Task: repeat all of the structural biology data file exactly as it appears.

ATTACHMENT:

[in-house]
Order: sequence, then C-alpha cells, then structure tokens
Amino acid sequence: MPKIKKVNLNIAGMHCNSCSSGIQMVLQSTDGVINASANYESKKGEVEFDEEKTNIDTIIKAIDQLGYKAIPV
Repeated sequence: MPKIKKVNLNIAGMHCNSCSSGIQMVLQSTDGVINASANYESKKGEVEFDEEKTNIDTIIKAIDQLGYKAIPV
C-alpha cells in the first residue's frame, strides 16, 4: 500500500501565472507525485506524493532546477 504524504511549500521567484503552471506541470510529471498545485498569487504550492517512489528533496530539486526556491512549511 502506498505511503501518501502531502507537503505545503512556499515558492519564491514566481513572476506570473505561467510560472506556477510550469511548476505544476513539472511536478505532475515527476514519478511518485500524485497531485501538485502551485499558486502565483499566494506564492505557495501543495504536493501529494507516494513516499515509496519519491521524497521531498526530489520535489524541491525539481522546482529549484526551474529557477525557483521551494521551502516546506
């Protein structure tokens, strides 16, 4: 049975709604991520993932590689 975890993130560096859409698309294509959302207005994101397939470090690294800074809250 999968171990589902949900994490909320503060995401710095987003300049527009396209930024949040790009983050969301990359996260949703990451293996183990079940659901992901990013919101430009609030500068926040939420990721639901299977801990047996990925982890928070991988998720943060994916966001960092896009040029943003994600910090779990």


[in-house]
Order: sequence, then C-alpha cells, then structure tokens
Amino acid sequence: MPKIKKVNLNIAGMHCNSCSSGIQMVLQSTDGVINASANYESKKGEVEFDEEKTNIDTIIKAIDQLGYKAIPV
Repeated sequence: MPKIKKVNLNIAGMHCNSCSSGIQMVLQSTDGVINASANYESKKGEVEFDEEKTNIDTIIKAIDQLGYKAIPV
C-alpha cells in the first residue's frame, strides 16, 4: 500500500501565472507525485506524493532546477 504524504511549500521567484503552471506541470510529471498545485498569487504550492517512489528533496530539486526556491512549511 502506498505511503501518501502531502507537503505545503512556499515558492519564491514566481513572476506570473505561467510560472506556477510550469511548476505544476513539472511536478505532475515527476514519478511518485500524485497531485501538485502551485499558486502565483499566494506564492505557495501543495504536493501529494507516494513516499515509496519519491521524497521531498526530489520535489524541491525539481522546482529549484526551474529557477525557483521551494521551502516546506
């Protein structure tokens, strides 16, 4: 049975709604991520993932590689 975890993130560096859409698309294509959302207005994101397939470090690294800074809250 999968171990589902949900994490909320503060995401710095987003300049527009396209930024949040790009983050969301990359996260949703990451293996183990079940659901992901990013919101430009609030500068926040939420990721639901299977801990047996990925982890928070991988998720943060994916966001960092896009040029943003994600910090779990």